MNCs in the News-2017-08-25


China’s State Council “has told ministries to open up more sections of the economy to foreign investors” and to adopt liberal/better policies towards inward foreign direct investment (FDI) in regards to profit remittances, market access, entry and work visas, intellectual property rights (IPR) protections, and tax and land incentives for inward FDI (IFDI). One report implies this has something to do with the Trump administration’s increasing criticisms of China’s market access restrictions and policies towards IFDI and trade (Wendy Wu, “China Orders Ministries to Open Up More of Economy to Foreign Investors,” South China Morning Post, August 17, 2017,

Foreign firms in China are required to have a (Chinese Communist) party (CCP) organization internally. Many have not seen this as a significant issue, but concerns are rising because some companies have come under “‘political pressure’ to revise the terms of their joint ventures…to allow the party final say over business operations and investment decisions.” Moreover, foreign firms are being asked to include CCP overhead expenses in their budgets and make the post of chairman and party secretary the same (Michael Martina, “Exclusive: In China, the Party’s Push for Influence inside Foreign Firms Stirs Fears,” Reuters, August 24, 2017,

China’s Ministry of Commerce issued a guideline limiting investment in speculative transactions, deals in “undesirable” sectors like real estate, entertainment, and sports, and sensitive sectors and regions like the national defense sector and “businesses in war-torn or politically unstable areas.” The goal is to reduce investment risks, prevent crimes, ensure greater fund flows to the “real economy,” and “reduce investment in sectors in which Chinese companies are not proficient at managing.” However, outward FDI (OFDI) in high-tech and Belt and Road Initiative projects remains encouraged (Zhong Nan, “Guideline Tightens Control of Outbound Direct Investment,” China Daily, August 19, 2017,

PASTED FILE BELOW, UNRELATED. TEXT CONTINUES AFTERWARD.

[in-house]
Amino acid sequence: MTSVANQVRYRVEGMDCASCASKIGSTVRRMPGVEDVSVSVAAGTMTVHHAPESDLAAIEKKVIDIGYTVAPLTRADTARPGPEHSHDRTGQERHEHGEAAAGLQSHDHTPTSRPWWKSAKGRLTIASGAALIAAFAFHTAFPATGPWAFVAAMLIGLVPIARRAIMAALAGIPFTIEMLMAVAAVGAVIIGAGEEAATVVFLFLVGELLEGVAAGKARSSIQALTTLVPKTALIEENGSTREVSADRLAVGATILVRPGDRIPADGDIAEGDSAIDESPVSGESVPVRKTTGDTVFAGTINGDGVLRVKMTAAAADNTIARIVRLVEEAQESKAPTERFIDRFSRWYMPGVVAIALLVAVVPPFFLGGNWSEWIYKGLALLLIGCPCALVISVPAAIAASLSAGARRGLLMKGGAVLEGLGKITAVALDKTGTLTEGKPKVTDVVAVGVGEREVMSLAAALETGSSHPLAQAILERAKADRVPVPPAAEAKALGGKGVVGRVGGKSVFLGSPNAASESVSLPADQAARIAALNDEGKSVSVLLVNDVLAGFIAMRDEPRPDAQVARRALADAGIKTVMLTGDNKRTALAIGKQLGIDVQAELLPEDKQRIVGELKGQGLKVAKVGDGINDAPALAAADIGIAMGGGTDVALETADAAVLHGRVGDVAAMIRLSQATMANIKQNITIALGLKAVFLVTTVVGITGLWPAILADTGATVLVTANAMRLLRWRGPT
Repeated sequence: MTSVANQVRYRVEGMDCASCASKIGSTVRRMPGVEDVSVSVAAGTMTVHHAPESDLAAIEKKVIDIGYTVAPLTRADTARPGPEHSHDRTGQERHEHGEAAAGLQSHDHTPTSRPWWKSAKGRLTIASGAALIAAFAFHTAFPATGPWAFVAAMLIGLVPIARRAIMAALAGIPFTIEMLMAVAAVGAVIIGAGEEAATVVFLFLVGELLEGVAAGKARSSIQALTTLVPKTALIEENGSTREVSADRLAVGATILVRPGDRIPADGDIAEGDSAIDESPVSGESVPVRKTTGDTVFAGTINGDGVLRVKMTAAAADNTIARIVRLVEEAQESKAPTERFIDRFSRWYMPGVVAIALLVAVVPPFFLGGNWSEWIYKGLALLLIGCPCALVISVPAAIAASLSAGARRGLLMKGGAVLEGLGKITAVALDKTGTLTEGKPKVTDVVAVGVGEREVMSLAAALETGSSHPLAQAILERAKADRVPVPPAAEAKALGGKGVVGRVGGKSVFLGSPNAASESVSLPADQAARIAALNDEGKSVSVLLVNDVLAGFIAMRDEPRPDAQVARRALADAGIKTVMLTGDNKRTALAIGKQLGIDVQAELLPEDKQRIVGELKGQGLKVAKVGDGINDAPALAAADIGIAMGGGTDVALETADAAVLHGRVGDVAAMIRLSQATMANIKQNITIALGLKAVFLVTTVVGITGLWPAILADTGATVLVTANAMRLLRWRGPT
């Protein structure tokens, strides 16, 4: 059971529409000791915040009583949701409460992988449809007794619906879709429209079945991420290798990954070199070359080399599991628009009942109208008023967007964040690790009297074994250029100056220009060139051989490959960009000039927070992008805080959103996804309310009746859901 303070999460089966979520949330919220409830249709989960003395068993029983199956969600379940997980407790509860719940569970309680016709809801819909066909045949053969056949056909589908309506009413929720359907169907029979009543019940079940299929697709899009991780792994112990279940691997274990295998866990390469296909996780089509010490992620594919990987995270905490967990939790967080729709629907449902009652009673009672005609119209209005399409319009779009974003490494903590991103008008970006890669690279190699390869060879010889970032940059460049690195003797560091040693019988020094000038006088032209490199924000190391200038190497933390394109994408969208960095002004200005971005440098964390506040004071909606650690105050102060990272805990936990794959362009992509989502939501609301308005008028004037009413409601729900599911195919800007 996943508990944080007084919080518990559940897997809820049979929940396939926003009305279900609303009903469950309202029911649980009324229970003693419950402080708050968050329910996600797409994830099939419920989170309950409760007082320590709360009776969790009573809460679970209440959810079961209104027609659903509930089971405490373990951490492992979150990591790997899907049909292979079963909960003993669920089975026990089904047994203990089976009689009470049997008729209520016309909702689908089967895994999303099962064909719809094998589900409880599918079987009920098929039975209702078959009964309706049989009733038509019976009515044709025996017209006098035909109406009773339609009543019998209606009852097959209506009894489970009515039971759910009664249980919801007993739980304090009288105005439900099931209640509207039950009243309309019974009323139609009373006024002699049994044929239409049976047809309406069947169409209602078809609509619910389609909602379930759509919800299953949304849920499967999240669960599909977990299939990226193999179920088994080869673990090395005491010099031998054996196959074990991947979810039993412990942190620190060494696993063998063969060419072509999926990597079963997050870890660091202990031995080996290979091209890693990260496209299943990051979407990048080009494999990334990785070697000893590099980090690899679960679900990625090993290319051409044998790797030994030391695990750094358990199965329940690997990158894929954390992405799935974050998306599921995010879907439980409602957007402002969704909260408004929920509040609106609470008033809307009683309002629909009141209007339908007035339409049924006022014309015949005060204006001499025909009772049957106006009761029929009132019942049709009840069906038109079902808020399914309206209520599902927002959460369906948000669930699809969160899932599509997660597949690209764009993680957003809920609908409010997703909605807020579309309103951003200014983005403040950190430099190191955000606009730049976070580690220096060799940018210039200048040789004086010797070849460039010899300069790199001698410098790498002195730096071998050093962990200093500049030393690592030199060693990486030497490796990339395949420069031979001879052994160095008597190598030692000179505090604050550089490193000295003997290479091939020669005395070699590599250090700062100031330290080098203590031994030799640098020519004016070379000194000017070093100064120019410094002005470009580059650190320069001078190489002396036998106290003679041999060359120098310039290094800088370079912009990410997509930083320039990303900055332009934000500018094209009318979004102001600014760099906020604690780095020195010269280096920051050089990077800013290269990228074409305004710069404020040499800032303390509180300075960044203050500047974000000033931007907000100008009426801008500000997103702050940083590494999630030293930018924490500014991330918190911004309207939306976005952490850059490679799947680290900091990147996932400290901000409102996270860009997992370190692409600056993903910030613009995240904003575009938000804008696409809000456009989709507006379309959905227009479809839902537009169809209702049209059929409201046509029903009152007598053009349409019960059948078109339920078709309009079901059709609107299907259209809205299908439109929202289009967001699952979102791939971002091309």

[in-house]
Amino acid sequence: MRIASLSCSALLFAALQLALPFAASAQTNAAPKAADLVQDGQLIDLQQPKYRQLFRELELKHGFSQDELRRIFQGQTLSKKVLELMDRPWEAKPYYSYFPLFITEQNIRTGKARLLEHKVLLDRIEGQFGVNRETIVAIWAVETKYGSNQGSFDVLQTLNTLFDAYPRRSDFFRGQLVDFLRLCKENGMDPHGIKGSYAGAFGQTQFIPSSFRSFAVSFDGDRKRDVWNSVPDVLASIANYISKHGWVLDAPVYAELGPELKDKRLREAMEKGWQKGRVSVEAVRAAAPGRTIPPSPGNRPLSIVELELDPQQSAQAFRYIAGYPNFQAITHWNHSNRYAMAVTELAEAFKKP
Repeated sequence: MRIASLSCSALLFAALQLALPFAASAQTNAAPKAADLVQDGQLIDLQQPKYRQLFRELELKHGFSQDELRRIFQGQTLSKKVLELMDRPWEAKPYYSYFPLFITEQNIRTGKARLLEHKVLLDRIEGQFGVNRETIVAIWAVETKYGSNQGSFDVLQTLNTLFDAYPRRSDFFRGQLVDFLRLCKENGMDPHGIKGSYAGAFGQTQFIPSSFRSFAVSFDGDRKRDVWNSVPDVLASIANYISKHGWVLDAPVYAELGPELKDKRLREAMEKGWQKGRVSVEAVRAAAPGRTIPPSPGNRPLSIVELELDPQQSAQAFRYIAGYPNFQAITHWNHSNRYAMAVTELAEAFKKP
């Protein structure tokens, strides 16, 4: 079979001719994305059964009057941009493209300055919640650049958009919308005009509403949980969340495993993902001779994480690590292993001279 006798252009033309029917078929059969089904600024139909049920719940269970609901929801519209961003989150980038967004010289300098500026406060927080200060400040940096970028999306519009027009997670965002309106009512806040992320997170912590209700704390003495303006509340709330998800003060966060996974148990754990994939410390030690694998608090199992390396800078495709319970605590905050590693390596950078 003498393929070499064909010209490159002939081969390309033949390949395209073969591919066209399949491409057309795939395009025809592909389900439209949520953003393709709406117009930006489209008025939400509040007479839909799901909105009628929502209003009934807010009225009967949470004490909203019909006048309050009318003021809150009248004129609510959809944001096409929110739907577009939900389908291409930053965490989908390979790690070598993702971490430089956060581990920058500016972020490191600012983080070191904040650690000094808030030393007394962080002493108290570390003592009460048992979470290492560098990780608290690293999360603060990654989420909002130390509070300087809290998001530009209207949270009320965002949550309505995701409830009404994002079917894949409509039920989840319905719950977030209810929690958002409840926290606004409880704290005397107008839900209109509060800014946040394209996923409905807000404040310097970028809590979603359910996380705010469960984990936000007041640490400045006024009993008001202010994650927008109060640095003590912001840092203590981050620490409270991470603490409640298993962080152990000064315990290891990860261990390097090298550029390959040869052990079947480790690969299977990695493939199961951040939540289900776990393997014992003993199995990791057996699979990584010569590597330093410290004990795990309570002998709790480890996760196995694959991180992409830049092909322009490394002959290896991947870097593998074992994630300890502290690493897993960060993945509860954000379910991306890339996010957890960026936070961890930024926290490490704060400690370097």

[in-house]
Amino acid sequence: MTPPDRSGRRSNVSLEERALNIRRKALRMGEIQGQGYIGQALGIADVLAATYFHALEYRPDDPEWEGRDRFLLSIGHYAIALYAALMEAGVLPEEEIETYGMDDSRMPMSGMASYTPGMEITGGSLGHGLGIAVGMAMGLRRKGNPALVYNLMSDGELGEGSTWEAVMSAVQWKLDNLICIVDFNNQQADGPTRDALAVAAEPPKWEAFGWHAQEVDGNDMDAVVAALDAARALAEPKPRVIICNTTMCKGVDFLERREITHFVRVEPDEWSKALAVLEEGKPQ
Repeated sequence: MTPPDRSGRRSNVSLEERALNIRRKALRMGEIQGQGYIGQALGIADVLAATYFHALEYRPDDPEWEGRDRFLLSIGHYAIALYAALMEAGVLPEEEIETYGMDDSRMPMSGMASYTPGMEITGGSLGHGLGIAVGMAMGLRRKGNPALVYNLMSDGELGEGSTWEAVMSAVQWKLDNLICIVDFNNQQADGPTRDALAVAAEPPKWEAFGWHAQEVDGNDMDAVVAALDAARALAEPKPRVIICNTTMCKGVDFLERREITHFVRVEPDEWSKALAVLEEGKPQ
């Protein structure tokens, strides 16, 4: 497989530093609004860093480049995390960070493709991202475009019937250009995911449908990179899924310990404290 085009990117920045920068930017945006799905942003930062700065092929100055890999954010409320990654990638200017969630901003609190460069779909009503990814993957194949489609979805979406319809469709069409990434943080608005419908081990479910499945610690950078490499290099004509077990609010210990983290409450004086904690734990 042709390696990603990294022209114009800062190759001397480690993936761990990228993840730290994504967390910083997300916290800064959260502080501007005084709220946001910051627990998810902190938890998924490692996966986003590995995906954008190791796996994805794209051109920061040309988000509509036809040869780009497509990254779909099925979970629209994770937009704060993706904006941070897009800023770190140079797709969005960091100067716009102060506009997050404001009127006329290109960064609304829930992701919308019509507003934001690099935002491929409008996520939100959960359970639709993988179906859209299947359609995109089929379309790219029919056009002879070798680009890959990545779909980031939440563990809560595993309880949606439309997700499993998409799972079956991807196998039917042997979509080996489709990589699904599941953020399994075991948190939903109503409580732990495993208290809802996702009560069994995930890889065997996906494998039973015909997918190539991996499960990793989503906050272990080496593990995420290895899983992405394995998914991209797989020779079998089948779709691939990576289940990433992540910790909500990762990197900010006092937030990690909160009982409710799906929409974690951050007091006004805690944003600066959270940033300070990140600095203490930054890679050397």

Chinese OFDI (COFDI) in real estate had been growing rapidly but has dropped dramatically over the first six months of 2017 year over year. This partly has to do with Chinese government restrictions on the sectoral destination of COFDI to control risks and to ensure moneys go to areas seen to help the “‘country’s economic transition.’” However, real estate firms still have powerful rationales to consider OFDI given their need to diversify away from the China market and the government’s efforts to cool the domestic property sector (Xie Jun, “‘Restricted’ List Narrows Investment Scope,” Global Times, August 21, 2017,


Talks between Japan’s Toshiba Corp. and a government-led consortium of American, South Korean, and Japanese investment entities over the former’s USD $18 billion chip division broke down after Japan’s Innovation Network Corp (INCJ) grew concerned over prolonged legal battles with Toshiba’s US partner, Western Digital. After abandoning its preferred bidder, Toshiba initiated talks with a new consortium led by Western Digital and containing INCJ and Japan’s state-owned Development Bank. Toshiba is now seeking approval from antitrust authorities for the sale (“Toshiba gives chip bid dibs to Western Digital after INCJ gets cold feet,” The Japan Times, August 24, 2017,